Friday, January 31, 2020

On the way to Ramallah, a pitstop at Yad Vashem

Instead of gathering them at the ceremony at Yad Vashem to mark 75th anniversary of the liberation of Auschwitz, Israel should have invited the world's leaders to learn about the Arab and Muslim antisemitism which destroyed 11 Jewish communities in the Arab and Muslim world - a vindication of Israel's existence as a sovereign state. But such a centre of learning, or museum, does not yet exist. Instead, a visit to Ramallah by European leaders absolves them of guilt for the Shoah and towards the Palestinians (whose links with the Nazis are suppressed). Insightful piece in Israel Hayom by Professor Shmuel Trigano:


Professor emeritus Shmuel Trigano

It is a strategic mistake to view the anti-Semitism of our time as an extension of the anti-Semitism of 30 years ago. To be sure, it still exists among the classical far-right; but is blossoming primarily in the form of anti-Zionism within Muslim and far-left post-colonialist circles. The deeper problem is turning the "lessons of the Holocaust" into the moral basis for fighting anti-Semitism.

As an explanation, it favors victimhood over the political: Jewish suffering is put on display as a call to end hatred, instead of presenting Israel's status as a sovereign country as a counterweight to the new anti-Zionistic anti-Semitism. When the justification for Israel's existence is predicated on the memory of victimhood, Europe can view the state as a type of humanitarian tent for Jews, and less as a sovereign country. Consequently, Israel is not permitted, in the eyes of Europe, to realize its legitimate right to self-defense. The moment the Israeli soldier ceases being the emaciated extermination camp survivor, he morphs into a monster in the eyes of the Europeans.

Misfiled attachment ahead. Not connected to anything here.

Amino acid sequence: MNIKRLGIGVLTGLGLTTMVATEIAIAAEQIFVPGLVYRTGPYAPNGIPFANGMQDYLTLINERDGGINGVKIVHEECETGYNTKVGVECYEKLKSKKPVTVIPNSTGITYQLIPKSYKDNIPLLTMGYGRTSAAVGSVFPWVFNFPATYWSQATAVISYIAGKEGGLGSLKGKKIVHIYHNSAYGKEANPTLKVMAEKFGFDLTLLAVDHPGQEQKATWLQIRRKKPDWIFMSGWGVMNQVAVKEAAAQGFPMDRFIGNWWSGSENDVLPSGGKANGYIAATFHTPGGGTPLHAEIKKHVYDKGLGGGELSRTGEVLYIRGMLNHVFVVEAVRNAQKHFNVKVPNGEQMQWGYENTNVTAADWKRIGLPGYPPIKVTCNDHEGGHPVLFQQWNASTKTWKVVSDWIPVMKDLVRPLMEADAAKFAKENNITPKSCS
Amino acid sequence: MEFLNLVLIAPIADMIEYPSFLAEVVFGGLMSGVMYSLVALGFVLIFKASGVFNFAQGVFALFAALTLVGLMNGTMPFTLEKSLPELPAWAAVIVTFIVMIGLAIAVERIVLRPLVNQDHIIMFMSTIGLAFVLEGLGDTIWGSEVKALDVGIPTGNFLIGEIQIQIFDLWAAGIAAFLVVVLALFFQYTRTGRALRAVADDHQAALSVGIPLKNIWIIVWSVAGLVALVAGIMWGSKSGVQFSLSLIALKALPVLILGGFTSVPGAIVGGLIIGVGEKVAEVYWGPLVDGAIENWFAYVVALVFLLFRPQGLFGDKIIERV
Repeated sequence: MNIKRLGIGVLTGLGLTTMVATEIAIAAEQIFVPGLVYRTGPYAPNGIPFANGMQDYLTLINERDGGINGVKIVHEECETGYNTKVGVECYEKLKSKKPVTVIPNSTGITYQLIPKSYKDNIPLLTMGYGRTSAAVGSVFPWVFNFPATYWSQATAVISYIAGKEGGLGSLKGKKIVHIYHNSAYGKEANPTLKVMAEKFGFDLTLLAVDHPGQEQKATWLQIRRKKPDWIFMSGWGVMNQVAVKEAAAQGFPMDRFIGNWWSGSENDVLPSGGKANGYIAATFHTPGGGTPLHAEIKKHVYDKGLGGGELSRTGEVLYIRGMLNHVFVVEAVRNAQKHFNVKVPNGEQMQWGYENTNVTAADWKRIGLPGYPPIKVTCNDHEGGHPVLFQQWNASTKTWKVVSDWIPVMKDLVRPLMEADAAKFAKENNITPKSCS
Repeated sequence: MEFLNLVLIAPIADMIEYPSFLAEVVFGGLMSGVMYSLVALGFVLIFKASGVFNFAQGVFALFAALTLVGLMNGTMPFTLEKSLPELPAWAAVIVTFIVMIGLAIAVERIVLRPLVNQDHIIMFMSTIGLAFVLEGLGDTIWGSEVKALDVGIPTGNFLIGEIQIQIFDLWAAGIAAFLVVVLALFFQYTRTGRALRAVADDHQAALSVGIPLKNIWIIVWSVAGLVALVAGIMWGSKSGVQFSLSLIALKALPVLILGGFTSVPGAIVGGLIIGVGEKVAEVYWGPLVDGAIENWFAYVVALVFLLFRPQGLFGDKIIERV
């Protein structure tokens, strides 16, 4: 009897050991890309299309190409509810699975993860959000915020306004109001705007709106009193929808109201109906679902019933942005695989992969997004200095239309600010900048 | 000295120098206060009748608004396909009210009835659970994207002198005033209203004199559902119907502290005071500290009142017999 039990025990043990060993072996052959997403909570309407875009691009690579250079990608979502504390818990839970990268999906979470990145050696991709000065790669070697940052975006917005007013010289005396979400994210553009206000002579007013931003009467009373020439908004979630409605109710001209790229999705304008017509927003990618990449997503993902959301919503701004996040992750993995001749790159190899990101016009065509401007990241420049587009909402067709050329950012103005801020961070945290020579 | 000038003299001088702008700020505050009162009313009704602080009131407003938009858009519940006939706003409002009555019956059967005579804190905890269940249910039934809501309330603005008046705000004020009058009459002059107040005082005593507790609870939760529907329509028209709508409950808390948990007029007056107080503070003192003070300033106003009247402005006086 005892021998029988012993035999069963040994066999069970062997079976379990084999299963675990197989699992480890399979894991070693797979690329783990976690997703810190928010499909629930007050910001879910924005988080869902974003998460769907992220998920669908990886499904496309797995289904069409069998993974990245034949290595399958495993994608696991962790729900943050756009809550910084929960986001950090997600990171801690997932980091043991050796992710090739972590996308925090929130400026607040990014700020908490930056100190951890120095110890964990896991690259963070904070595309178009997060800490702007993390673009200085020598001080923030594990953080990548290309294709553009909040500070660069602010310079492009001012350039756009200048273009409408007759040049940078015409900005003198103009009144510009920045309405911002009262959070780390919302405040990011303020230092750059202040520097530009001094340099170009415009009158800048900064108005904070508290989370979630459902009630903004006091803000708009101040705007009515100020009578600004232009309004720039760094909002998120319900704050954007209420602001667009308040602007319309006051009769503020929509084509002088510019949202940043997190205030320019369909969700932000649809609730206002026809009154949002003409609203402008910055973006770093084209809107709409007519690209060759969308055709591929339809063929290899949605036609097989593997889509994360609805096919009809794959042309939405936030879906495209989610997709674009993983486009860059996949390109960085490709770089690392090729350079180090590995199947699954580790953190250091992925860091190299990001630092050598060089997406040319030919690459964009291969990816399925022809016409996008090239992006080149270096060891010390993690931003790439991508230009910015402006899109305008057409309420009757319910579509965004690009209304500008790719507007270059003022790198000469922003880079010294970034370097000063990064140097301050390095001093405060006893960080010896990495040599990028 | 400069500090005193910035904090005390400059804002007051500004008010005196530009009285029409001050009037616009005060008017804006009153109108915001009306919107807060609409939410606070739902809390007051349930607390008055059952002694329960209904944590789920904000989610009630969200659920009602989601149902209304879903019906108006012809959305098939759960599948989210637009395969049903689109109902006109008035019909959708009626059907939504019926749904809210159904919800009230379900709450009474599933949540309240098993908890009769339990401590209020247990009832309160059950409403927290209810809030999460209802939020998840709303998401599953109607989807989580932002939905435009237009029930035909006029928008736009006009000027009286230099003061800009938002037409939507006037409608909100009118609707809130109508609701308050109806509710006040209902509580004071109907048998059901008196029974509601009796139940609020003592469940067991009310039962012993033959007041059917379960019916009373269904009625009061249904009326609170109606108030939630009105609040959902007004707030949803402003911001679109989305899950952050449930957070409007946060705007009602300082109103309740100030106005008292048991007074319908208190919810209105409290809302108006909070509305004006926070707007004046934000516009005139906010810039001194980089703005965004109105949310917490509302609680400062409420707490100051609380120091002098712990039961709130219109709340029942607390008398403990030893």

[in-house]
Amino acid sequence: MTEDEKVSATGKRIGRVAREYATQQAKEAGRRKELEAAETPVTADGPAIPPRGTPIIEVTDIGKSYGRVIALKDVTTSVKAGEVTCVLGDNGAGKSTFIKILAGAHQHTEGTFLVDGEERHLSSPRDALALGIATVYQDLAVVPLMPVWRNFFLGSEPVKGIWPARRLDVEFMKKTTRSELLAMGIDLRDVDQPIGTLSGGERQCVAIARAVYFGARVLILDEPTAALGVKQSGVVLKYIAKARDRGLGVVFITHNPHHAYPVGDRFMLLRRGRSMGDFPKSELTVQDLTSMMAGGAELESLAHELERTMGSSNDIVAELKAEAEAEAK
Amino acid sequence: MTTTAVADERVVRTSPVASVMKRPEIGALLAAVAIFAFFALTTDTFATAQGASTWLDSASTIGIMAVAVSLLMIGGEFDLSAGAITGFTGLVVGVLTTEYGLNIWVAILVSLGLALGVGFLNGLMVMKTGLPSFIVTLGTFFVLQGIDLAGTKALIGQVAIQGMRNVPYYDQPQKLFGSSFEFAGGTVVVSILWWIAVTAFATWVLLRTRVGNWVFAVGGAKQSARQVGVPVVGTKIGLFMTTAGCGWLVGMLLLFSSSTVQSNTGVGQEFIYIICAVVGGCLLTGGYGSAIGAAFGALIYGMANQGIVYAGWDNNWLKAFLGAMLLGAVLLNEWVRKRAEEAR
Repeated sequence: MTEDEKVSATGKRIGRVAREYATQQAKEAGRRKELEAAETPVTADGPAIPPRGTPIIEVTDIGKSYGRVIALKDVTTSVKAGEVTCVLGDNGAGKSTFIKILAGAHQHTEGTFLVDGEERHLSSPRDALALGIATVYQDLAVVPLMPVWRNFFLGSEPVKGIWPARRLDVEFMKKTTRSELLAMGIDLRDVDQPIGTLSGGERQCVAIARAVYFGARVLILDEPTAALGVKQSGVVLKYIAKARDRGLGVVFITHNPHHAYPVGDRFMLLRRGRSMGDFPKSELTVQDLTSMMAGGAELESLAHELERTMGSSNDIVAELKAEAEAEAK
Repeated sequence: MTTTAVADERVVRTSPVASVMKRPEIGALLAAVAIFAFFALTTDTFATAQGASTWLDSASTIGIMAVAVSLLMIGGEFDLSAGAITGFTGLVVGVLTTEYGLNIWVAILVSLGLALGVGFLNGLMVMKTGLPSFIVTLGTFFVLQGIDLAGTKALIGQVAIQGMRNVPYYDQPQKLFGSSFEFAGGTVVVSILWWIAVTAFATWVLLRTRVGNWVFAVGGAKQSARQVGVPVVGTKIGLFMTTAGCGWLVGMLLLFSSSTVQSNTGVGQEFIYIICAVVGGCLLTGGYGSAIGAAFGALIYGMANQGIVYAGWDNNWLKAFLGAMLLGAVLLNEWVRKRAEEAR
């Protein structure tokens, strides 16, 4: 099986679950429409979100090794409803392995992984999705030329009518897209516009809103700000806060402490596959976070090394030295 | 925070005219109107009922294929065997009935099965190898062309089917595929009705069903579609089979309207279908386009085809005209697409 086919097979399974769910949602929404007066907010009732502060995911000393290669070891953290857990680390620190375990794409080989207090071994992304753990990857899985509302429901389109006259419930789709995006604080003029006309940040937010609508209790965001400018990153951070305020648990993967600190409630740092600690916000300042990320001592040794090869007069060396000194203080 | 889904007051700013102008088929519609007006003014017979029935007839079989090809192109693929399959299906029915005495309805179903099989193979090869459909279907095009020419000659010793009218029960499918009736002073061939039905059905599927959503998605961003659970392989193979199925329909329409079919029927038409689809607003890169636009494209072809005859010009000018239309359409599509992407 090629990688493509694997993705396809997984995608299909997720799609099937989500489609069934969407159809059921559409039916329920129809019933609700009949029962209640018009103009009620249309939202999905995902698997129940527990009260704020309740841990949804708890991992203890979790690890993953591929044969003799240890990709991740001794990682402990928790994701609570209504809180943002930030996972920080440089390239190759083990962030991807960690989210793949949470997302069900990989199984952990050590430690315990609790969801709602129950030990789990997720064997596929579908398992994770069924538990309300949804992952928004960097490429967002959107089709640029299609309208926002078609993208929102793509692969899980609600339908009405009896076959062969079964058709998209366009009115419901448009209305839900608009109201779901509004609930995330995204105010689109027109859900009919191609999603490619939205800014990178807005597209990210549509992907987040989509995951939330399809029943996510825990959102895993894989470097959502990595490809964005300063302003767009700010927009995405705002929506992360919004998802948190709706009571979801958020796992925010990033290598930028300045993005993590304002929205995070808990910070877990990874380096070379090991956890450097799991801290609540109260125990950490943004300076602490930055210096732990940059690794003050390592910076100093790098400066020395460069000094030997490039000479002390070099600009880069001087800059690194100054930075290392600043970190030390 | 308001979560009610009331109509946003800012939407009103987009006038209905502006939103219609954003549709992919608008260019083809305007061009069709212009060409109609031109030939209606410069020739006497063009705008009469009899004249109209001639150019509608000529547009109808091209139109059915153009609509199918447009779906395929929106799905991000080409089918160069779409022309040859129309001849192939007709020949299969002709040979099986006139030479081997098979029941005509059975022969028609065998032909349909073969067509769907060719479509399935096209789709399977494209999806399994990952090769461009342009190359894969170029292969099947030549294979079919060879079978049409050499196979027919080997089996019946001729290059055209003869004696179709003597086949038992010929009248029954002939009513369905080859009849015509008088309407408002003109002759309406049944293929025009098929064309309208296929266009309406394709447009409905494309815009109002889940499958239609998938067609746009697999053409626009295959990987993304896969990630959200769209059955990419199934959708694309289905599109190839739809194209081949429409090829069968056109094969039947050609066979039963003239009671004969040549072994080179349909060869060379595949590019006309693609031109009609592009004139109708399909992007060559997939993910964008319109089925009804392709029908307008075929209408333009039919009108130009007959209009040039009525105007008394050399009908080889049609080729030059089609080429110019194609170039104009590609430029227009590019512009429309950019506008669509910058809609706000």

European recognition of Israel is based, therefore, on feelings of guilt toward the Jews – implying that the same guilt applies to the Palestinians. Europe turns a blind eye to Arab-Muslim anti-Semitism – which is the main source of modern anti-Semitism – in the belief that the Arab world is not responsible for the Holocaust, and that Europe oppressed the Palestinians by contributing to the establishment of the Jewish state.

 Isn't it only natural, therefore, that some of the participants of the Yad Vashem will visit Ramallah immediately after it ends? The reliance on the Holocaust in this regard means strengthening even further the myths that breed the new anti-Semitism -">Nakba, occupation, original sin. Israel is paying the price here for a fundamental strategic failure on the symbolic level, a failure stemming from the concealment and denial of the annihilation of 11 thriving Jewish communities across the Muslim world, two-thirds of whose descendants became Israelis who now constitute a clear majority of Israelis.

The Arab world's war on Israel is a war on those who were expelled, suffered from violence at its hands and were exploited by Arab countries under the flag of Arab nationalism and Islamism. This is the arena to which Rivlin should have invited the leaders of Europe. But where could such have an event taken place? Does a museum such as Yad Vashem exist, which commemorates this memory and anchors the State of Israel in the history and geography of the Middle East? Israel cannot respond to the existential accusations against it through constant self-justification and brandishing its victimhood for all to see.

There's no need for Europe. Israelis must turn inwards and find in themselves the self-conviction and self-assuredness of sovereignty; which is political and historical sovereignty. It must distance itself from victimhood to fight its enemies.

Read article in full


More from Professor Trigano

What the world's leaders will not learn at Yad Vashem

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